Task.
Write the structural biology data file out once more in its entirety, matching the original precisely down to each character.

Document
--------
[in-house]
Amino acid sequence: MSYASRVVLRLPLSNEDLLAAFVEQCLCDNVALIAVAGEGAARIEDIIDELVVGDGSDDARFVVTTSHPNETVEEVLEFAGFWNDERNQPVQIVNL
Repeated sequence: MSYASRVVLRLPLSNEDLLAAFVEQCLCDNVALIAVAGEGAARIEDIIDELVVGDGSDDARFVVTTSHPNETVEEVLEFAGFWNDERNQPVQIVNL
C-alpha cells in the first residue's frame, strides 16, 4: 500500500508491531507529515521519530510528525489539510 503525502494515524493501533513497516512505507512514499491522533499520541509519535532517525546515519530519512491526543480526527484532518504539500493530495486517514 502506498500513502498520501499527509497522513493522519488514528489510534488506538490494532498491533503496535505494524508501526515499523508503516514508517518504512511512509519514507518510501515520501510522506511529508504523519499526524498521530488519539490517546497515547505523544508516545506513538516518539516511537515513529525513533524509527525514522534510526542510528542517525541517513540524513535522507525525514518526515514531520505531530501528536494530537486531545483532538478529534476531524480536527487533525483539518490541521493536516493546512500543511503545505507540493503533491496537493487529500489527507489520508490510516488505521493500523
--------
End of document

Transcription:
[in-house]
Amino acid sequence: MSYASRVVLRLPLSNEDLLAAFVEQCLCDNVALIAVAGEGAARIEDIIDELVVGDGSDDARFVVTTSHPNETVEEVLEFAGFWNDERNQPVQIVNL
Repeated sequence: MSYASRVVLRLPLSNEDLLAAFVEQCLCDNVALIAVAGEGAARIEDIIDELVVGDGSDDARFVVTTSHPNETVEEVLEFAGFWNDERNQPVQIVNL
C-alpha cells in the first residue's frame, strides 16, 4: 500500500508491531507529515521519530510528525489539510 503525502494515524493501533513497516512505507512514499491522533499520541509519535532517525546515519530519512491526543480526527484532518504539500493530495486517514 502506498500513502498520501499527509497522513493522519488514528489510534488506538490494532498491533503496535505494524508501526515499523508503516514508517518504512511512509519514507518510501515520501510522506511529508504523519499526524498521530488519539490517546497515547505523544508516545506513538516518539516511537515513529525513533524509527525514522534510526542510528542517525541517513540524513535522507525525514518526515514531520505531530501528536494530537486531545483532538478529534476531524480536527487533525483539518490541521493536516493546512500543511503545505507540493503533491496537493487529500489527507489520508490510516488505521493500523